WASHINGTON -- For a woman with three houses and sixteen grandkids, Ann Romney doesn't have very much help around the house, according to her 2010 tax return.
IRS forms released Tuesday by Mitt Romney's presidential campaign show that despite reporting income of $21.7 million
, the couple paid only $20,603
in taxable wages for household help in 2010. This figure was divided among four women: Rosania Costa ($4,808), Kelli Harrison ($8,667), Susan Moore ($2,238) and Valerie Cravens Anae ($4,890).
According to a number of Boston-based domestic staffing agencies, the salary range for a housekeeper is between $20 and $30 an hour, which adds up to an annual salary of $40,000 to $50,000 based on forty-hour weeks and two weeks of paid vacation a year.
But this number is only for one house, and the Romneys have three houses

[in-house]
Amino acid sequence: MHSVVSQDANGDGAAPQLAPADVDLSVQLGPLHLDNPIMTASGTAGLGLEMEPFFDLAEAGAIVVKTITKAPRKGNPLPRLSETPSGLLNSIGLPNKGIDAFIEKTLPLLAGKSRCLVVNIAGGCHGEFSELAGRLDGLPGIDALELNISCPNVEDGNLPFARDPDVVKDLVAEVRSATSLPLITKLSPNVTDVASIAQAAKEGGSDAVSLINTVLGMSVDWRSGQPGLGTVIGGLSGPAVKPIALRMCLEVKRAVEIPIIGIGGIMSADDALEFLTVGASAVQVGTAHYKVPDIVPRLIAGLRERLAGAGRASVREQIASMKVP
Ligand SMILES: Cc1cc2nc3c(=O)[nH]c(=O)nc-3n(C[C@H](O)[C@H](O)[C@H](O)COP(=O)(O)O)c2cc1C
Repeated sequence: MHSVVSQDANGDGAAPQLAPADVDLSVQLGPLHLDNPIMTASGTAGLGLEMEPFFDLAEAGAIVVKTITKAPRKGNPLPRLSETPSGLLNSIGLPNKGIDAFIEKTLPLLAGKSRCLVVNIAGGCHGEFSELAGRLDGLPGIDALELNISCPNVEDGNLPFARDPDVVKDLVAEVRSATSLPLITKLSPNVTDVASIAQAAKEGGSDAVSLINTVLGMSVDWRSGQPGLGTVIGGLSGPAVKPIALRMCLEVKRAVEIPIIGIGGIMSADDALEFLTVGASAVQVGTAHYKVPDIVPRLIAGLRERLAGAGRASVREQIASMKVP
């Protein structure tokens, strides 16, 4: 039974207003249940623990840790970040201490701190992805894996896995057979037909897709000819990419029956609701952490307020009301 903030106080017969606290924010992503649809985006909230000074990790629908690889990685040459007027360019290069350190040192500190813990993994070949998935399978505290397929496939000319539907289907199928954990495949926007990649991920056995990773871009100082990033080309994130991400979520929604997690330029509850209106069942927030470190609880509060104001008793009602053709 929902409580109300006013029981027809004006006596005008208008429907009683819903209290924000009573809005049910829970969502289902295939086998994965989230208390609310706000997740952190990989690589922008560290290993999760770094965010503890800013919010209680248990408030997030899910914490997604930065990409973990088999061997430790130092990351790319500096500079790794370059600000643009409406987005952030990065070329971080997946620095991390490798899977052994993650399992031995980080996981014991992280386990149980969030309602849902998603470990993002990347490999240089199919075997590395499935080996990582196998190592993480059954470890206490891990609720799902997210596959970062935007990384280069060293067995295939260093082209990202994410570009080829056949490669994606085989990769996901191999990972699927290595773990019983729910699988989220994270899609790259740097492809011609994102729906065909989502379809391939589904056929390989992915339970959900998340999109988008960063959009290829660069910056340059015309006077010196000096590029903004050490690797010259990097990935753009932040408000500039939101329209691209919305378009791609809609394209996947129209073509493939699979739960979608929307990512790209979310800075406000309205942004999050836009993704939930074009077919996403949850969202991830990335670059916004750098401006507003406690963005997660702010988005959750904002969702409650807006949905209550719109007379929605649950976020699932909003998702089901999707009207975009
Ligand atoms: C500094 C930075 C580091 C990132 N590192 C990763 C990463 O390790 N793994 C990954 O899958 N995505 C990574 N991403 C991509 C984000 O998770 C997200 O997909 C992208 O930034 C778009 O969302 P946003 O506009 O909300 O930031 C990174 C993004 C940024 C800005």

-- a 2,000 sq. ft. townhouse in Belmont, Mass., a 5,400 sq. ft. lake house on 11 acres in Wolfeboro, N.H., and a beach house in La Jolla, Calif., that is undergoing renovations to double its size.
Even if the Romneys avoided spending time in La Jolla in 2010, they spent plenty of time
in New Hampshire, with regular visits in the summer from five sons and their families.
Yet the Romneys still paid only half of the lowest range of an average housekeeper's salary, which raises the question of who cleaned the Romney houses the other 50 percent of the time. A Romney campaign adviser declined to respond to questions from The Huffington Post about the housekeeping salaries.
Wouldn't it be nice to learn that the Romneys split up household cleaning between them on days when the housekeeper was out? After all, Mitt Romney was "unemployed" in 2010, as he infamously reminded
a group of voters in Tampa, so he had some extra time. And Mitt even knows how to do laundry, according to a photo
tweeted Monday by his son Tagg Romney.
The more worrisome alternative is that the Romneys underpaid their household help.
The Massachusetts Coalition of Domestic Workers holds a meeting
on the third Tuesday of every month to work towards passage of a statewide Bill of Rights for domestic workers, but so far their efforts have fallen short.